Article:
When to clap

It’s been quite the week, and I again attended the ballet tonight. I was so inspired by last week’s performance, I purchased a ticket for the Louise Nadeau retirement extravaganza. And, again, I ponder … when should the audience clap at a ballet?

I’m not that much of a snob, but I feel Seattle audiences are much more generous with applause than necessary. I sometimes find it annoying, but got over it tonight. Why be a crab at the very last performance of the year, especially when I’ve realized lately how happy it makes me to see the dance?

Lots to love tonight at PNB, including La Valse with Mlle Nadeau, Chaconne, the West Side Story Suite, Urlicht and La Sonnambula, with Miranda Weese. She’s also retiring but didn’t get the big shindig.

On the docket for this week – send letter to Peter Boal, artistic director. He does such an amazing job with this company, and I love the works he chooses. I feel inspired, and want to return again and again. I know, it sounds dramatic. But it’s true (and it’s late).

Apart from ballet that is ending this week, I had quite the week. I finally got out on my Kona Lisa, thanks to Nicole. I was afraid to ride it because it has a tricky gear shift system … and because I haven’t ridden a 10-speed-like bike since, oh, high school.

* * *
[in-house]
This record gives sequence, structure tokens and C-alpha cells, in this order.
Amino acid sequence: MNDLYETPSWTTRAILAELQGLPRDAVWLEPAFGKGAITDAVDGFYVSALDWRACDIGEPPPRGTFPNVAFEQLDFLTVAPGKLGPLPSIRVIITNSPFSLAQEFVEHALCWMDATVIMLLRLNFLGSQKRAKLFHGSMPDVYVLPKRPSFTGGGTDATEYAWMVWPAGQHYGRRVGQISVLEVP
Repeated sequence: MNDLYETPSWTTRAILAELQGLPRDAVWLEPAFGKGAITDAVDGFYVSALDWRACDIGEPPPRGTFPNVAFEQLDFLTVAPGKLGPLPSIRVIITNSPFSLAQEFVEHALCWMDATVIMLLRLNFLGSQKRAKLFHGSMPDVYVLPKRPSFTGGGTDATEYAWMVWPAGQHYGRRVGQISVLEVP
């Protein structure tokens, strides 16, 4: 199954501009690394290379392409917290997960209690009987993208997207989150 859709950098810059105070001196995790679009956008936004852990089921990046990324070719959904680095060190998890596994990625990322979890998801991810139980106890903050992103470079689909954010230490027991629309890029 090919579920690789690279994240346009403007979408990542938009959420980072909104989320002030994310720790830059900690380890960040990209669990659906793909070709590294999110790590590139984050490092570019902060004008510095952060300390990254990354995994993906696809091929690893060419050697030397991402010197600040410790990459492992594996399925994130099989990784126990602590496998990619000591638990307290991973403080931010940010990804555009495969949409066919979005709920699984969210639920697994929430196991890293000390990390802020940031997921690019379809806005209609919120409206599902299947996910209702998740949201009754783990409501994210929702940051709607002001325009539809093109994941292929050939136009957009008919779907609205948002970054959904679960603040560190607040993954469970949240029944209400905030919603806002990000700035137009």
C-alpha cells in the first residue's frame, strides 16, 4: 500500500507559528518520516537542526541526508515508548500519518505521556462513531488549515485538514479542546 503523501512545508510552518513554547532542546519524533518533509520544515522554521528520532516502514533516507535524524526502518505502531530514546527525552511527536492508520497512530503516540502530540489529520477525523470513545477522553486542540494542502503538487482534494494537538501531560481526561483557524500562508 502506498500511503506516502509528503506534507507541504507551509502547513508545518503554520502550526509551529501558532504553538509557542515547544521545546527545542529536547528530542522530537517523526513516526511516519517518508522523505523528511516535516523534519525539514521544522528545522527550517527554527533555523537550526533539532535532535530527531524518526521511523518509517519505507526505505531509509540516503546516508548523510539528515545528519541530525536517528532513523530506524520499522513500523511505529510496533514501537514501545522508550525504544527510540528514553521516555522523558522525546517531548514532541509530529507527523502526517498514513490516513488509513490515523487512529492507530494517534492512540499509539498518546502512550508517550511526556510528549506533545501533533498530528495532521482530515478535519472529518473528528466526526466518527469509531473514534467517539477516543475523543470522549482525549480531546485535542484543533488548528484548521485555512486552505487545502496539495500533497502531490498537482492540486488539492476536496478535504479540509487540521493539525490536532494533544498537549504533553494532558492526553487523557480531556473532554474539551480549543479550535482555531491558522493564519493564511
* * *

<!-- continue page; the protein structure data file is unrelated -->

Well, the bike kicks serious butt – it is fast and smooth, and I still need to learn the gear system, but I love it. Seriously.

The week began with sad news – the murder of Dr. George Tiller in Kansas. I attended a vigil in Seattle Monday (June 1) and was reunited with friends and former colleagues from Planned Parenthood. (That’s my arm, I believe, on the left. Black shirt)

It was sad, and touching and inspiring. One of Dr. Tiller’s patients spoke about her abortion when she was 17 and had been raped. Her story is one that everyone should hear – abortion services are about trusting women, compassion, and a seemingly busy doctor taking the time to hold a crying 17-year-old for 30 minutes.

All the news, the vigil and related feelings took me back to my days in Bloomington, Ind. when I was an activist of sorts, infiltrated an anti-choice group (it didn’t last long because it was too hard), and launched my writing career.


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